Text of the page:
Tripoli airport clashes
A damaged aircraft is pictured after a shelling at Tripoli International AirportReuters

Libya's main airport in the capital Tripoli has been brought to a standstill after air controllers went on strike over clashes at the airport.

Flights across much of the oil-rich country were grounded after air control staff walked out to protest the shelling of the airport, a government official said on Thursday, as cited by Reuters news agency.

The strike comes after four days of intense fighting between rival militias seeking control of the country's biggest airport.

The violence is the worst in the Libyan capital for months and has left at least 20 aircraft damaged.

While Tripoli airport had already been closed, the staff on strike are also responsible for Misrata air control, meaning that Misrata airport would have to be closed as well, a transport ministry spokesman said.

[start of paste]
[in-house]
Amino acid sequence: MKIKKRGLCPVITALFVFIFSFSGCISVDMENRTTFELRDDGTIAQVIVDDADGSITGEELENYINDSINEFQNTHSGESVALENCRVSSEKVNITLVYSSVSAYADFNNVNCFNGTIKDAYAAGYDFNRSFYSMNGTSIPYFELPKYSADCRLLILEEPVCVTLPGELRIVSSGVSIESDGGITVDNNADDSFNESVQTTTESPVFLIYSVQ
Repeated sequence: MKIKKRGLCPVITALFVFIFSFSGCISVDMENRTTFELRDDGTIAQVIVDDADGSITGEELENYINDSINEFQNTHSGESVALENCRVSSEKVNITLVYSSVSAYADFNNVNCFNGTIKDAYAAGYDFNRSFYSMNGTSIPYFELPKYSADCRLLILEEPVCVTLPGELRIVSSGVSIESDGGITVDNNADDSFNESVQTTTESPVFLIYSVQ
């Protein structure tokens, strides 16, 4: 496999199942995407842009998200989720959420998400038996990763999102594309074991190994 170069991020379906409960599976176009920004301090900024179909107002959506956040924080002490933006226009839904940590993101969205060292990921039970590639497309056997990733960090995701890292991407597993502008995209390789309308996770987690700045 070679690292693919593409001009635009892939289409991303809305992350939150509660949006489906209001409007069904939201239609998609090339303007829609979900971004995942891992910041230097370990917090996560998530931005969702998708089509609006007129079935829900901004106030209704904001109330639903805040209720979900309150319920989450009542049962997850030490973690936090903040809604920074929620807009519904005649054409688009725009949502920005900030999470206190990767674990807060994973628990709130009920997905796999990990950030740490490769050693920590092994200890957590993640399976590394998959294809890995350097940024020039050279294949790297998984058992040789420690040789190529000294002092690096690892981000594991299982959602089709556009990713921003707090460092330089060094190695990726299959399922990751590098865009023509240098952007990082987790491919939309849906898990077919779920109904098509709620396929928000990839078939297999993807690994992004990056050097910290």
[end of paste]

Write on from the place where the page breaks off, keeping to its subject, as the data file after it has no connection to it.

Violence erupted at the airport on Sunday after militias from nearby Misrata attacked Zintan militants, who had been in de-facto control of the airport.

Libya's central government has failed to rein in militias in the wake of Muammar Qaddafi's ouster in 2011.

Heavily armed rival groups have established pockets of power across the country in a bid to establish economic and political power.

With flights grounded, thousands of Libyans and foreigners have been stranded in the capital during the Muslim holy month of Ramadan.